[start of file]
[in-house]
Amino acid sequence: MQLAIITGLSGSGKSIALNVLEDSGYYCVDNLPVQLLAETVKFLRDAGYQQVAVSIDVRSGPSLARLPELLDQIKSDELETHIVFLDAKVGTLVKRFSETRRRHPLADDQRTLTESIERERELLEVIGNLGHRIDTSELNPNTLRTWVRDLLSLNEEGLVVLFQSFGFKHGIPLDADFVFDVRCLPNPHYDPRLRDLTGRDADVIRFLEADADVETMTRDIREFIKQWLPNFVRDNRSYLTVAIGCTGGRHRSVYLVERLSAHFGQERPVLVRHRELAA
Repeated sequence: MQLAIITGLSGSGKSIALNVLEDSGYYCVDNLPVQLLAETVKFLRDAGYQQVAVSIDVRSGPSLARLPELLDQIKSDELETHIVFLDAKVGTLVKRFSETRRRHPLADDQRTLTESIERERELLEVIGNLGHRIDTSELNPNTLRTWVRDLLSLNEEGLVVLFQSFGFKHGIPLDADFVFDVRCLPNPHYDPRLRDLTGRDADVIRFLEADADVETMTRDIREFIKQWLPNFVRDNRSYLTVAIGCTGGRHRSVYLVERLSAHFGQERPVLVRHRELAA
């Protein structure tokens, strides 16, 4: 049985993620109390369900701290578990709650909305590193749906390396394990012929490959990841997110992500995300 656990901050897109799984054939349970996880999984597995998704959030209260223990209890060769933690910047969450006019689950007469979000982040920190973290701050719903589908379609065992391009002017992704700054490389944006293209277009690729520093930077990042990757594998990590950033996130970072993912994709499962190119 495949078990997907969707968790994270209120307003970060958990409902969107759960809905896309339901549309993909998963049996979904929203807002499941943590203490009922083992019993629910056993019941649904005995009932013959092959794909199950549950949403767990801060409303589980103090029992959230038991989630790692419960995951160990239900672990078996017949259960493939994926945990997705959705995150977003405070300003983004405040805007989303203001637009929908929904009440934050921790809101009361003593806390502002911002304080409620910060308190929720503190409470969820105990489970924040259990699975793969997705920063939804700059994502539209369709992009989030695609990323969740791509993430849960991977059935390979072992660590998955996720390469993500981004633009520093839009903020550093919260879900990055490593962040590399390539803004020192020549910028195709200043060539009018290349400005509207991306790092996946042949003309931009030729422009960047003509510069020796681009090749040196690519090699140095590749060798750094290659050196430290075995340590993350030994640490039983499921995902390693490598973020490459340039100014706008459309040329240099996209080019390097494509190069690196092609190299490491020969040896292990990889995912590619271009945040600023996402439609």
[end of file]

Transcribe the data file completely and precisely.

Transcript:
[in-house]
Amino acid sequence: MQLAIITGLSGSGKSIALNVLEDSGYYCVDNLPVQLLAETVKFLRDAGYQQVAVSIDVRSGPSLARLPELLDQIKSDELETHIVFLDAKVGTLVKRFSETRRRHPLADDQRTLTESIERERELLEVIGNLGHRIDTSELNPNTLRTWVRDLLSLNEEGLVVLFQSFGFKHGIPLDADFVFDVRCLPNPHYDPRLRDLTGRDADVIRFLEADADVETMTRDIREFIKQWLPNFVRDNRSYLTVAIGCTGGRHRSVYLVERLSAHFGQERPVLVRHRELAA
Repeated sequence: MQLAIITGLSGSGKSIALNVLEDSGYYCVDNLPVQLLAETVKFLRDAGYQQVAVSIDVRSGPSLARLPELLDQIKSDELETHIVFLDAKVGTLVKRFSETRRRHPLADDQRTLTESIERERELLEVIGNLGHRIDTSELNPNTLRTWVRDLLSLNEEGLVVLFQSFGFKHGIPLDADFVFDVRCLPNPHYDPRLRDLTGRDADVIRFLEADADVETMTRDIREFIKQWLPNFVRDNRSYLTVAIGCTGGRHRSVYLVERLSAHFGQERPVLVRHRELAA
């Protein structure tokens, strides 16, 4: 049985993620109390369900701290578990709650909305590193749906390396394990012929490959990841997110992500995300 656990901050897109799984054939349970996880999984597995998704959030209260223990209890060769933690910047969450006019689950007469979000982040920190973290701050719903589908379609065992391009002017992704700054490389944006293209277009690729520093930077990042990757594998990590950033996130970072993912994709499962190119 495949078990997907969707968790994270209120307003970060958990409902969107759960809905896309339901549309993909998963049996979904929203807002499941943590203490009922083992019993629910056993019941649904005995009932013959092959794909199950549950949403767990801060409303589980103090029992959230038991989630790692419960995951160990239900672990078996017949259960493939994926945990997705959705995150977003405070300003983004405040805007989303203001637009929908929904009440934050921790809101009361003593806390502002911002304080409620910060308190929720503190409470969820105990489970924040259990699975793969997705920063939804700059994502539209369709992009989030695609990323969740791509993430849960991977059935390979072992660590998955996720390469993500981004633009520093839009903020550093919260879900990055490593962040590399390539803004020192020549910028195709200043060539009018290349400005509207991306790092996946042949003309931009030729422009960047003509510069020796681009090749040196690519090699140095590749060798750094290659050196430290075995340590993350030994640490039983499921995902390693490598973020490459340039100014706008459309040329240099996209080019390097494509190069690196092609190299490491020969040896292990990889995912590619271009945040600023996402439609």